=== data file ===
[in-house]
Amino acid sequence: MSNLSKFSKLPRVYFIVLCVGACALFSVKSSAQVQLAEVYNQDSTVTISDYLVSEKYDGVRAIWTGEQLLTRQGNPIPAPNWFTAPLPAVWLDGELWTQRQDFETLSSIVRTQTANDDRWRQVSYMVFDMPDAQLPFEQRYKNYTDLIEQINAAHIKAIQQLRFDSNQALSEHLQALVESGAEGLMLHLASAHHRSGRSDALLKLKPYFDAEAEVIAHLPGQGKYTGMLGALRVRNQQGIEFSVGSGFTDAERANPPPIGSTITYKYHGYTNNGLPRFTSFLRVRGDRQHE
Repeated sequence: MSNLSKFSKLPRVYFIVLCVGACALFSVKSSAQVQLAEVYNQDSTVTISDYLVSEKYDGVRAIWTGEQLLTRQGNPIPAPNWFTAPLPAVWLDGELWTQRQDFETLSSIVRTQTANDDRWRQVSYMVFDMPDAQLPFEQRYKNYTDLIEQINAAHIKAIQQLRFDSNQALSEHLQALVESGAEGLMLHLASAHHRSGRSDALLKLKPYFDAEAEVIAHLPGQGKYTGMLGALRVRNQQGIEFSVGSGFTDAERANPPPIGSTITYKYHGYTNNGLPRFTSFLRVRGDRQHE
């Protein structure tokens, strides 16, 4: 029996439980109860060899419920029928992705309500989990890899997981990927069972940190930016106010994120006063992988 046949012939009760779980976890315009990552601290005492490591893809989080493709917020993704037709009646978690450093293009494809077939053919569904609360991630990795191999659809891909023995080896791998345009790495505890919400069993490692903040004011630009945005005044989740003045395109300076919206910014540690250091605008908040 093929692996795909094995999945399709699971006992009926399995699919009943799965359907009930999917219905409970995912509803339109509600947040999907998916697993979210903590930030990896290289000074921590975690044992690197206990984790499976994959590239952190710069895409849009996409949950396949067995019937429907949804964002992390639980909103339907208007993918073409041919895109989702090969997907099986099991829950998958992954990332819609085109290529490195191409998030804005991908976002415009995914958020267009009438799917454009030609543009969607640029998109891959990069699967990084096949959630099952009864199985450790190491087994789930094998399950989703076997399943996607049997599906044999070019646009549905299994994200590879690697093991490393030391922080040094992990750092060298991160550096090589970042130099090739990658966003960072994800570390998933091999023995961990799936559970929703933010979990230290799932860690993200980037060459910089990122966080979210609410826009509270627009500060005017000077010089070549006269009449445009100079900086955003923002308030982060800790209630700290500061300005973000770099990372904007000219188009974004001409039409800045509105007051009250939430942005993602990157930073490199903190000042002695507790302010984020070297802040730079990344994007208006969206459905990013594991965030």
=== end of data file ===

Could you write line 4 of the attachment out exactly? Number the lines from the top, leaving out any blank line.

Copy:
């Protein structure tokens, strides 16, 4: 029996439980109860060899419920029928992705309500989990890899997981990927069972940190930016106010994120006063992988 046949012939009760779980976890315009990552601290005492490591893809989080493709917020993704037709009646978690450093293009494809077939053919569904609360991630990795191999659809891909023995080896791998345009790495505890919400069993490692903040004011630009945005005044989740003045395109300076919206910014540690250091605008908040 093929692996795909094995999945399709699971006992009926399995699919009943799965359907009930999917219905409970995912509803339109509600947040999907998916697993979210903590930030990896290289000074921590975690044992690197206990984790499976994959590239952190710069895409849009996409949950396949067995019937429907949804964002992390639980909103339907208007993918073409041919895109989702090969997907099986099991829950998958992954990332819609085109290529490195191409998030804005991908976002415009995914958020267009009438799917454009030609543009969607640029998109891959990069699967990084096949959630099952009864199985450790190491087994789930094998399950989703076997399943996607049997599906044999070019646009549905299994994200590879690697093991490393030391922080040094992990750092060298991160550096090589970042130099090739990658966003960072994800570390998933091999023995961990799936559970929703933010979990230290799932860690993200980037060459910089990122966080979210609410826009509270627009500060005017000077010089070549006269009449445009100079900086955003923002308030982060800790209630700290500061300005973000770099990372904007000219188009974004001409039409800045509105007051009250939430942005993602990157930073490199903190000042002695507790302010984020070297802040730079990344994007208006969206459905990013594991965030």